Monday, January 13, 2014

Where credit is due

Early in my career in consulting, back in 2000, I was called on to do some mock-ups of some screens we were building for a client. I had experience in HTML and with Dreamweaver, so this was no problem for me.  Actually, I must have been fairly new with Dreamweaver, because I remember getting excited about all the nifty things I could do with tables.  And I figured that the generous thing to do was to give the client options from which they could choose.  So I made up a bunch of different screens with really different looks and feels.  Some of them looked like Kandinsky, or Mondrian, or Malevich, you know what I mean.  I was very proud.

So we called in the whole project team, us and the client, and walked through the screens. I don't think they had ever seen anything like it.  They were very polite to me, I think.  They may have shared other opinions with my project managers, Webb and Dinesh.

So, that Friday, back at our firm's home office, me and somebody else got sat down for a lecture on basic application screen design by the firm's founder, Steve.  "Fellas," he explained, more or less, "Here's how it works. You've got a master menu in a frame across the top, these are your nouns" (and, 13 years later, I look at the screen to my right and I see tabs for "Projects," "Users," "Upgrade", "Support," and "About").  "Then, along the left hand side of the screen, you put your drill-down menus, which typically consist of verbs." (Again, glancing at my other screen, I see more or less the script being followed).  "This is how it works."  Part of me felt constrained by this heavy hand of normativity, but I had to admit it worked.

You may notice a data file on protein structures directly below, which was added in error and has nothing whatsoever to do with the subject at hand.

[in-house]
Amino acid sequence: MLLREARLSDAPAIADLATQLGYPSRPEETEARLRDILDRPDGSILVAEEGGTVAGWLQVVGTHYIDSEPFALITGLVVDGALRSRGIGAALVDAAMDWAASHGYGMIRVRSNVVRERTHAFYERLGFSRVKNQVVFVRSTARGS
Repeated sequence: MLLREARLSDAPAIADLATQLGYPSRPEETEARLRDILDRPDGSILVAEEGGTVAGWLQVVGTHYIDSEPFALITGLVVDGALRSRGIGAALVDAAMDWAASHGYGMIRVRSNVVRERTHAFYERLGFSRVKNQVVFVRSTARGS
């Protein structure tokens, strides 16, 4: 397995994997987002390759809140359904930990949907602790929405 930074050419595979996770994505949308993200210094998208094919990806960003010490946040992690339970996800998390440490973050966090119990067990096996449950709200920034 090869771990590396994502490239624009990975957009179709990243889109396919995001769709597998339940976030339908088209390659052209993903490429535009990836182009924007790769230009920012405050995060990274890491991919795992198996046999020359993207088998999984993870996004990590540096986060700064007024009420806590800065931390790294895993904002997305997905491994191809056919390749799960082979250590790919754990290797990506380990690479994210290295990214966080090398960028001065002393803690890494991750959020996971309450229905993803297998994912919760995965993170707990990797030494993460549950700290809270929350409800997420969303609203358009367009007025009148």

And then he went on. "The browser is going to more or less evolve into a replacement for the operating system...."  Now, I didn't know much about computers, but that sounded kinda loonie to me.  I knew that an operating system was in fact software, something like the software equivalent of a large office building.  Back in 2000, the browser was, by analogy, a broom closet.

Today, we took delivery of a Chromebook.  Now, I know that Chrome the operating system and Chrome the browser aren't exactly the same, but the OS is really just an extension or expansion of the the browser, and I fully get how a URL really just designates the location of a file, and.... In any case, hats off to Steve, in this case.  He really got it pretty early.

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